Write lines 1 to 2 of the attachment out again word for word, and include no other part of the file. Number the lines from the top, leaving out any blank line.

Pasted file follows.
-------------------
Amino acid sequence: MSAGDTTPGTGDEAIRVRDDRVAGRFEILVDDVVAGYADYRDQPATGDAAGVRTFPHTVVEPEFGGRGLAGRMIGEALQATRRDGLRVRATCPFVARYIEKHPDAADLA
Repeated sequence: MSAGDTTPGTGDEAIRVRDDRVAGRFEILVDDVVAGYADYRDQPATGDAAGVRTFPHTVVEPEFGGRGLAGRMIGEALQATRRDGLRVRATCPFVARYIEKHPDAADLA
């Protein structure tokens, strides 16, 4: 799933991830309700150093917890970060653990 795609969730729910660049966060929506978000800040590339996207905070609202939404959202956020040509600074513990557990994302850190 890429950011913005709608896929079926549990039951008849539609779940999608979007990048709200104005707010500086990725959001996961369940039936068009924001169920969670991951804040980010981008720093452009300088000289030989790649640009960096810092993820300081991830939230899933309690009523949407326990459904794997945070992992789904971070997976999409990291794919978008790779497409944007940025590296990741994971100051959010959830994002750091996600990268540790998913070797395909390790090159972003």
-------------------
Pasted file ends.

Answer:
Amino acid sequence: MSAGDTTPGTGDEAIRVRDDRVAGRFEILVDDVVAGYADYRDQPATGDAAGVRTFPHTVVEPEFGGRGLAGRMIGEALQATRRDGLRVRATCPFVARYIEKHPDAADLA
Repeated sequence: MSAGDTTPGTGDEAIRVRDDRVAGRFEILVDDVVAGYADYRDQPATGDAAGVRTFPHTVVEPEFGGRGLAGRMIGEALQATRRDGLRVRATCPFVARYIEKHPDAADLA